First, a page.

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Filigree jewellery solder


#1

One of my goals for 2014 is to start making filigree jewellery

I had ordered some filigree powdered solder, and discovered that it
was made with a large percentage (about 30%) of zink.

I know that there is zinc in most silver solders, but given that zinc
can “eat away at gold and silver”, I am concerned that with the large
quantity of zinc in the solder, I might have to segregate my filigree
soldering and soldering tools from those that I use in my other
goldsmithing work.

What type of solder is typically used in silver filigree?

Are there any filigree artists out there that can discuss their
approach to soldering filigree and their thoughts on high zinc
solders?

Regards
Milt


#2

A Modern Method of Creating Enameled Filigree Jewelry (Complete eBook Edition)
by Leon Hornstein

This eBook covers the history of the ancient technique of filigree
jewelry making and gives very clear instructions on how filigree is
made, and how it can be combined with enamel. Filigree is a group of
individual lace-like intertwined wires of gold or silver, soldered
together to form a pattern. Topics include: tools and materials,
making filigree wire and jigs, soldering preparation and technique,
pickling, making filigree jewelry, gold plating and more.

110 pages, 67 b&w photos and diagrams, 3 pages of color.


#3

Hi Milt, Powdered solder sounds like a real big mess, especially a
high zinc solder, with a likely poor color match for silver. Use
hard solder in wire form, hammered flat and cut into 1-2mm lengths.
If you don’t already know how learn to work with a soldering pick,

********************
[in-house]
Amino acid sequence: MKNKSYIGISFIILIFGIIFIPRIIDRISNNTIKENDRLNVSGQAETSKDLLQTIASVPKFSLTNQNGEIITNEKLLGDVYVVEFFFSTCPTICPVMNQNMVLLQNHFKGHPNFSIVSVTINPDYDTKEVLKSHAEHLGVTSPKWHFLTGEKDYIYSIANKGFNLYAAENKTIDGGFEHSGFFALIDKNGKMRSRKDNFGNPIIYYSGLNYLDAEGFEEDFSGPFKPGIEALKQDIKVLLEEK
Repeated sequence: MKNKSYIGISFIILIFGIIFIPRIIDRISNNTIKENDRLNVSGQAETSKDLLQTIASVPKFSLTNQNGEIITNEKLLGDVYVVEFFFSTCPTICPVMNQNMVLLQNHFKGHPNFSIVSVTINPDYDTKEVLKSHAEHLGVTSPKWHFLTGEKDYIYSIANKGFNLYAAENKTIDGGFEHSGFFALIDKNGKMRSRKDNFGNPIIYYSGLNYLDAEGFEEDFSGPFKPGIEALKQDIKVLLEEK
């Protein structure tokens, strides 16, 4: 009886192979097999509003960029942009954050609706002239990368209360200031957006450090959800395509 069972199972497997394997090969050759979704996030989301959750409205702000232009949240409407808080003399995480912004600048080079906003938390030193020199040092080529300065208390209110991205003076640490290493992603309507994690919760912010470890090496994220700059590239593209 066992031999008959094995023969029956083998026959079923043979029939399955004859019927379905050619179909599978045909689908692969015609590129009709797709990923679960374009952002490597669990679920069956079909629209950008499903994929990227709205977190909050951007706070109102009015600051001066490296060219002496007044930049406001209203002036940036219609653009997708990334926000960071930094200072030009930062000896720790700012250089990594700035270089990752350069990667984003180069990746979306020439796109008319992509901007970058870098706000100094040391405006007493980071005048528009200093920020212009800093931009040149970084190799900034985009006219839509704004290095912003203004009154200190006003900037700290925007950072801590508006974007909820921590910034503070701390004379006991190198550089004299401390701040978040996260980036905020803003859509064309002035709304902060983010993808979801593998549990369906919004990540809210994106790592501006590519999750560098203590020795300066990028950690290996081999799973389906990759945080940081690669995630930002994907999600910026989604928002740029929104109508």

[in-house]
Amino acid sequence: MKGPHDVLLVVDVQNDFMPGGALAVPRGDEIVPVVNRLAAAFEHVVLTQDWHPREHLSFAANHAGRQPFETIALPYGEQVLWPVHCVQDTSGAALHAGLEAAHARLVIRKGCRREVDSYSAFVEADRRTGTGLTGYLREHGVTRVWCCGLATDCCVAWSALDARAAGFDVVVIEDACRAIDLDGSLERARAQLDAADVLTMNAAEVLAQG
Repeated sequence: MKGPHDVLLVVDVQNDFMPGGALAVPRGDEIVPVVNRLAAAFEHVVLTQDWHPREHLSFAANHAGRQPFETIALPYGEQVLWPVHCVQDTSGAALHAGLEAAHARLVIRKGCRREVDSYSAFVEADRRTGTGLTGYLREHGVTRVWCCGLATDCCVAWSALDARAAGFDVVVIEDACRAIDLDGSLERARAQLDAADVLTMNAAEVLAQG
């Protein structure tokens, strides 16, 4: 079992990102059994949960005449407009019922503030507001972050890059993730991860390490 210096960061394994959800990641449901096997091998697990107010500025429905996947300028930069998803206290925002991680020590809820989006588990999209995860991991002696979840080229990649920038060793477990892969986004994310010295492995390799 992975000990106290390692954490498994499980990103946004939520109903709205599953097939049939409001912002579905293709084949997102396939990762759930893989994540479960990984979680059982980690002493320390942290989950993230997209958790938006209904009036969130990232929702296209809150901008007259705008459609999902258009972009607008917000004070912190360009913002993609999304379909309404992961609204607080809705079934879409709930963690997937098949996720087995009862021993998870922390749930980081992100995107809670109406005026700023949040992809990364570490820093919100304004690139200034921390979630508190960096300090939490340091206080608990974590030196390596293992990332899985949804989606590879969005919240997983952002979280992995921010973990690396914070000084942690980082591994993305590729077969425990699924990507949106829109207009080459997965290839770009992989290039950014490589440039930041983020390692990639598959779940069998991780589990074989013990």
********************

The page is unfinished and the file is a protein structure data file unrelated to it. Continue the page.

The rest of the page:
torch in the left hand, pick in the right (if you’re right handed, if
not it’s vice versa). Use the torch to heat the pick to red hot while
picking up the very small solder bits, then move the flame to your
piece, when both parts of the joint are at solder flow temp, heat the
solder on the pick a bit and apply it into the joint. It takes a lot
of practice to get good at it but it is IMHO the best way to solder
filigree. And once you get good at it you can solder almostanything
without problems like solder “ghosts” or bad joints. There are some
good youtube videos on soldering with a pick if you’re not already
familiar with the technique. Best wishes, Douglas.

PS why are the spaces between words sometimes missing in my posts on
ganoksin?


#4

My filigree guru is Victoria Landsford. You can see her work and
advice canbe found at http://www.ganoksin.com/gnkurl/ep811f

She is a fabulous instructor and Victoria is a wonderful resource.

All the best,
Betsy Lurey


#5

I’ve been doing silver filigree now for more than 7 years. I fell in
love with the look of Victoria Lansford’s work. In all of those years
I have never had one problem with making or purchased filigree
solders eating my tools. My first piece I made way back when, still
looks fine and is as strong as ever. I have not had one person I’ve
sold too have a problem either. One of the rings I made back in the
beginning I wore for 5 years straight, and other than an occasional
brush up polishing, has not even shown signs of wear. That said i can
break almost everything I touch given a year or so worth of time. Ask
my son about electronics around me. I have a aura that makes
electronics run and hide. Back to the subject.

Don’t over think zinc problems in this medium. You will be fine. The
pieces I have collected some of which are nearly 100 years old look
fine as well. Go forth and have fun.

Aggie